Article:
Conversion to HTML5 from HTML or part way

I built a website in 2000 and wrote all of my codes–I am not an expert but I know enough to do what I want. My site has over 500 pages with a lot of photos and some rigged animation (I copied codes from other sites and made them work for me). It’s 99% original with my photos and the narratives and poetry is all original–it took me about five years to complete.

Now I see that HTML5 is the standard and some of the details, most notably, the fixed background is not working. I want to transition to HTML5 but am afraid it will take 'till eternity, and I still know the old code better.

I was wondering if I could temporarily keep my old code but make the background fixed without having to change the entire website or page? Is there some wizard that can help me do my entire website in under ten years?

The good news is that backgrounds are CSS, not HTML, so you should be able to do that using CSS and leave the HTML mostly alone.

The html has all the coding it needs, and I don’t have a CSS. I think I may have tried to create one once but as far as I know the coding is still about 95% what you would’ve seen 17 years ago.

So what exactly does that mean? Do I leave the coding the same and then create a CSS with the only command being to fix the background?

It’s hard to say without seeing the code, but I suspect css is the way forward.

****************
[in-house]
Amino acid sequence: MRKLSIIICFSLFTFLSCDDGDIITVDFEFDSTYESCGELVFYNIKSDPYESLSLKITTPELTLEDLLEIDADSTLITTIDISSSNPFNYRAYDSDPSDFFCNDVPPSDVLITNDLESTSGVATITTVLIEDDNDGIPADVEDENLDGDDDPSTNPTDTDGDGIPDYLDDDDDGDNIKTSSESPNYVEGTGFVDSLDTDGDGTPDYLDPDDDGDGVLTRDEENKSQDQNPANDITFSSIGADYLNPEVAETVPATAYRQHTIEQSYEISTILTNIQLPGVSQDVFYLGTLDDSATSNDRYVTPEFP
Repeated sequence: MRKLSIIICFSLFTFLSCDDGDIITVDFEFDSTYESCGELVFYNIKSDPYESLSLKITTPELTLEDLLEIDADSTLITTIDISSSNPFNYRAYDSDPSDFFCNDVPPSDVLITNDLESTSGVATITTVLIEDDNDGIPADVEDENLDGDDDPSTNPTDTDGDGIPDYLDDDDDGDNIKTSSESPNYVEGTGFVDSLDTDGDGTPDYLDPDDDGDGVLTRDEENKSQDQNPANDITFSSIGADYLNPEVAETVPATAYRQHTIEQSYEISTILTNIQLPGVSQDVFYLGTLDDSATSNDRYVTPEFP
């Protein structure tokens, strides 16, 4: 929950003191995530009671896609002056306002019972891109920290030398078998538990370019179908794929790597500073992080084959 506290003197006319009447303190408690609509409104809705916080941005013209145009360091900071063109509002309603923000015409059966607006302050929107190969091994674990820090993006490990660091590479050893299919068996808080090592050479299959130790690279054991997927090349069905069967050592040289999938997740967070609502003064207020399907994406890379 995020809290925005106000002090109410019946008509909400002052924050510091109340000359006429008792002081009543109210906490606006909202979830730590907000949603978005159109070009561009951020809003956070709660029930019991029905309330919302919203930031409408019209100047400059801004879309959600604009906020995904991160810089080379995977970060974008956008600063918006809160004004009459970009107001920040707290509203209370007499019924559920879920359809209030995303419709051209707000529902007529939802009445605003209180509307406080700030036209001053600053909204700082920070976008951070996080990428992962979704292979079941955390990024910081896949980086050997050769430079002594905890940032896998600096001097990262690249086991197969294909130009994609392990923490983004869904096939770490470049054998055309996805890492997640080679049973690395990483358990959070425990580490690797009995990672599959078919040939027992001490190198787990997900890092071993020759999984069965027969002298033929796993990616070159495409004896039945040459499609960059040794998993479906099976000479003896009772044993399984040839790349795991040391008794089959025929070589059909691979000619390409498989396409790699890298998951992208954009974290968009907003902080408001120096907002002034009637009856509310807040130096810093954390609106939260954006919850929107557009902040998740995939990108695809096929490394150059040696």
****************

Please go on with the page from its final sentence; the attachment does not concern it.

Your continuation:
Do you have a sample of code you can post?

Does that mean that all your styling (CSS) is mixed in with the html on your pages (inline styles)?. If that’s the case, that would need to be removed and placed in a CSS stylesheet. It might take a bit of time, but in the long run it is worth it because, for example, you only need to state one style for a certain type of heading, instead of putting it in all the places where that heading is. And if you decide to change the colour of the heading, you would only have to do it once, not each time a heading occurs.

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This is the index page but you get the point–just click on “view source”

OK, I was expecting the code to be a bit dated, but it’s quite invalid to, well due for an update.
But yes, you need to replace (both) opening body tags with just a basic <body> tag without all that stuff in it.
Then add a simple css to set the background for the body.

I never had a styling sheet. I started the site in late 1999/2000 and just kept copying and pasting the basics every time I made a new page. It works.

If you right-click on that page and select “View Page Source” you will see some of the code is red. Those are errors that need to be fixed. (To check more carefully, you should use a code validator - What you have is not even correct html (although html is more lenient than xhtml).

You can work on upgrading your html to html5 gradually without having your website out of commission until you complete it (and it won’t take you five years, because you have the basics there).

I would start with a doctype - place <!DOCTYPE html> at the very top of each page.

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I was looking for a basic framework that I could use and then start adding in what I needed–like CSS for dummies. I found on page on the net but the result didn’t work well. Or perhaps some site that would walk me through the transition.

Do all pages have that same background, or do you have different ones on other pages?

Most have different backgrounds–there are common themes but it’s basically a gigantic narrated photo album. There are probably at least 20 different backgrounds, and I don’t know where to start on the animation.